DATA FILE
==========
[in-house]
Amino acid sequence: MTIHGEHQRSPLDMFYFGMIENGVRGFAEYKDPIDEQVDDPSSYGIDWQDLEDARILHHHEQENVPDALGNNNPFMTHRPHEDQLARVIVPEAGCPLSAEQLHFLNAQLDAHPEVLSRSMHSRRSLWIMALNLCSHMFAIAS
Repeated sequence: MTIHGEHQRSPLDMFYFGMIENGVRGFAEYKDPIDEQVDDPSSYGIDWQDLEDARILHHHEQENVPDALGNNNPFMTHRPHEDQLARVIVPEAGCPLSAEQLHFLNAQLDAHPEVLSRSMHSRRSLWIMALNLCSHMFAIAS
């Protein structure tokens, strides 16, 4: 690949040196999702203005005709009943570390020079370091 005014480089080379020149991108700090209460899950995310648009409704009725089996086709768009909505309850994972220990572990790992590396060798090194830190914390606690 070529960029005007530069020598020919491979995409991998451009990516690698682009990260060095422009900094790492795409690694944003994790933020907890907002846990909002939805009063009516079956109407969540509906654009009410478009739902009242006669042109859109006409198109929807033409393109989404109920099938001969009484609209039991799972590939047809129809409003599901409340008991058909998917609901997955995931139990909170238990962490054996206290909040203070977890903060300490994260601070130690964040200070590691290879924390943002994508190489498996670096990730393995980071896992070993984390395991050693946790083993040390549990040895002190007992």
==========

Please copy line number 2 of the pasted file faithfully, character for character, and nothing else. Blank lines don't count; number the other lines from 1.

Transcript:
Amino acid sequence: MTIHGEHQRSPLDMFYFGMIENGVRGFAEYKDPIDEQVDDPSSYGIDWQDLEDARILHHHEQENVPDALGNNNPFMTHRPHEDQLARVIVPEAGCPLSAEQLHFLNAQLDAHPEVLSRSMHSRRSLWIMALNLCSHMFAIAS